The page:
In 2010, I sat on an oak stump in the eastern edge of the Appalachian Mountains, at Sherwood Archers, where the mountain laurel sinks root in the banks of creeks fed by crystal clear, spring water. I spoke with former NFAA National Champion, Denny Cline, about the heyday of archery – the 1970s. It was a time when David Hughes, Denny and others launched aluminum arrows from recurves with mind-blowing results. As cherished memories flitted in and out of his mind like flies through a screen door, I wondered if anyone would ever sit around with one of my peers, one of my generation, and talk about the golden days of traditional archery – a new greatest generation.
Lord knows we were trying to make a come back, still are. It hasn’t been an easy road. Archery has changed since man exchanged his laminate limbs and springy rests for cams and cables. Those who long for tradition often make false assumptions of the past. They imagine a romantic, purist form of archery that exists, in some cases, only in their minds. The truth is, man has always strove to improve his equipment, but some things have changed very little. While man has tried to improve what he holds in his hand, what the man behind the bow does has remained pretty well constant throughout the years. Like one of those pills that will give you six-pack abs in two weeks, some men focus on the bow. Others focus on the man behind the bow.
I’ve been shooting a bow all of my life. I’ve shot with some of the greatest shooters that have held a bow in my lifetime and those men, those greats who have enjoyed the most success, had one thing in common – they focused on the man. In an attempt to achieve perfection by learning to shoot every single arrow identically, they spent countless hours shooting and shooting. When it was too cold for most to venture outside they shot bale in their garage. When the winds were so strong their arrow would not hit a target at twenty yards, they drove countless miles to get to an indoor range. When they worked late and their bodies begged for sleep they turned the floodlights on and got 25 arrows in that day. Those are the men Denny Cline recalled with a thin smile on his face that day, and those are the men I’ve seen making a comeback in recent years.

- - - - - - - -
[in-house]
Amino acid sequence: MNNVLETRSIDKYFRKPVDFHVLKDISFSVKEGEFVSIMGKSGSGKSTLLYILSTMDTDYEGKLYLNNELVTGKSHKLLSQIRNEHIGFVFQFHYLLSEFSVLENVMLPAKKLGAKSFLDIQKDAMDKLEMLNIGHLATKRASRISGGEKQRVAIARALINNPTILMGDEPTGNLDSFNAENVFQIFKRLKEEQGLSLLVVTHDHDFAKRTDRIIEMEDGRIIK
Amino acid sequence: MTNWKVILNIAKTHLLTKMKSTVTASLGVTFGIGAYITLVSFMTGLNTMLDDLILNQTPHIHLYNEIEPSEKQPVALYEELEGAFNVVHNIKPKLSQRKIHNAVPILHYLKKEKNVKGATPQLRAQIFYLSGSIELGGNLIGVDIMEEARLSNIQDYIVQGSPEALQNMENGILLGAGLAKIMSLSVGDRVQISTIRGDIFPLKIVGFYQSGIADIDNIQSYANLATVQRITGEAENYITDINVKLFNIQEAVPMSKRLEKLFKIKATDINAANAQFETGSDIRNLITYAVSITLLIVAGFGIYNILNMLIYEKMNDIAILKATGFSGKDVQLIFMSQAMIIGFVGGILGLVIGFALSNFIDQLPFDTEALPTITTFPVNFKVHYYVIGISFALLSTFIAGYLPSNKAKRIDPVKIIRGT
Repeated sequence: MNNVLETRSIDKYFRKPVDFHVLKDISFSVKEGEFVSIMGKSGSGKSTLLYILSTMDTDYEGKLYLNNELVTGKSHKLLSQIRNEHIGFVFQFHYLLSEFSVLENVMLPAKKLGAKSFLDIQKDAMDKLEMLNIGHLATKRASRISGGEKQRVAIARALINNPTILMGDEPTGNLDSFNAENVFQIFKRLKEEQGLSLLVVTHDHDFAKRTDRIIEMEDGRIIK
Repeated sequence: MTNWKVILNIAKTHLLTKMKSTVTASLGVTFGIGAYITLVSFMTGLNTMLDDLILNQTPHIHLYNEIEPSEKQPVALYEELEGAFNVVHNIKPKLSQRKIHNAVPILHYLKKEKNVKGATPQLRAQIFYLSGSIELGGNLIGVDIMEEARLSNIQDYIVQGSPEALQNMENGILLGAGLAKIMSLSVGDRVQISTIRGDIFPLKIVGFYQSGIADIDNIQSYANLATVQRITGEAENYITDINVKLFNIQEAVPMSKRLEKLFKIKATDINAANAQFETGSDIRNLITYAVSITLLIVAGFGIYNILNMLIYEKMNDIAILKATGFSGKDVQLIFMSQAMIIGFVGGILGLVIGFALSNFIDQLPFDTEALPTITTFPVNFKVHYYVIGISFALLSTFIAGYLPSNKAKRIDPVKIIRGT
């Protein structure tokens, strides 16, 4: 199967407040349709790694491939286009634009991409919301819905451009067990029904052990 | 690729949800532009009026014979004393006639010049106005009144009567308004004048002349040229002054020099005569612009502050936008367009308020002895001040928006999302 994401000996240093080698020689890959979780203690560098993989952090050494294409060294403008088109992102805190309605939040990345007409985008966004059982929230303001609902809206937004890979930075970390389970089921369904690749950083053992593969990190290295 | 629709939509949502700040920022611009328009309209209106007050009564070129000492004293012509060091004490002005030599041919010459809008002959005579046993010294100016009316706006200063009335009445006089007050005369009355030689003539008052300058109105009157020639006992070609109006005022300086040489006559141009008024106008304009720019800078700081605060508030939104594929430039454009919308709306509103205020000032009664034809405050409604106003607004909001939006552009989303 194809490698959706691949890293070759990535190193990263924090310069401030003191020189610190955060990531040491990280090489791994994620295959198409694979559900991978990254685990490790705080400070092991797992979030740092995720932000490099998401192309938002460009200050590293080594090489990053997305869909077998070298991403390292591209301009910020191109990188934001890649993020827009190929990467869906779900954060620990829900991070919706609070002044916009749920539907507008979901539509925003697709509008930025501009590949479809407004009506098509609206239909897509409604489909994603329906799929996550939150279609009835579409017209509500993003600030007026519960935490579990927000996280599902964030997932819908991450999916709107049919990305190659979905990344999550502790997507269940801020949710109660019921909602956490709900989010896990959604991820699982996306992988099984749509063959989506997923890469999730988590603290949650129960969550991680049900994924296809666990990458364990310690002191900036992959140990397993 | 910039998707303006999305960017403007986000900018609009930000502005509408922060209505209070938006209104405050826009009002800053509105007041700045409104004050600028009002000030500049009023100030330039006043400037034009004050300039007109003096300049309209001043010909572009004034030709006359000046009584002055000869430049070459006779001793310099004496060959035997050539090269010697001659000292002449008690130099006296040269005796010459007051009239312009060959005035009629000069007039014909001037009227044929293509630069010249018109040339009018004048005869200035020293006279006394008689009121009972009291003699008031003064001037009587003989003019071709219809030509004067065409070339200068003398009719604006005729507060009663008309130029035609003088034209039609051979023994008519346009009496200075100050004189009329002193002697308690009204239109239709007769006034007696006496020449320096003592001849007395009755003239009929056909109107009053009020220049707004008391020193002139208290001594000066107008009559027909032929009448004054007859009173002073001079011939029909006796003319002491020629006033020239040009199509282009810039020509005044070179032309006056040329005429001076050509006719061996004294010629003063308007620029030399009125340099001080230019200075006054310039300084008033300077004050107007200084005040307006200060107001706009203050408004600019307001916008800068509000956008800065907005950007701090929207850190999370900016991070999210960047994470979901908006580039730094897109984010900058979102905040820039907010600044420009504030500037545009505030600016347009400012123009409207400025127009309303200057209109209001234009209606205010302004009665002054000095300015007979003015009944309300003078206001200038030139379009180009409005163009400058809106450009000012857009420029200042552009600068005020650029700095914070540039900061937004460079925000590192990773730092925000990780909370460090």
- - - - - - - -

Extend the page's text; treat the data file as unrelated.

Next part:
John Demmer set a new NAA National Indoor record this week – 1094 (545,549). John Magera set a new NFAA Texas record with 560 on two rounds (281, 279). Dewayne Martin shot a 293 32x in league shooting as he prepares for the NFAA National Championship.
As I sat with Denny I wondered if we’d ever shoot the scores they shot back in the early 70s. I truly wasn’t sure if it was possible. Today, I’m out of the game in Afghanistan, but I beam with pride as I watch my generation of archers, my friends, scratch their way ever nearer to perfection, not because of the bow they hold, but due to the countless hours they have invested in themselves. I wish I could be there to see it, to see their arrows fill the 10 ring. It’s not meant to be, but still I find great satisfaction in their success and am proud to call them friends.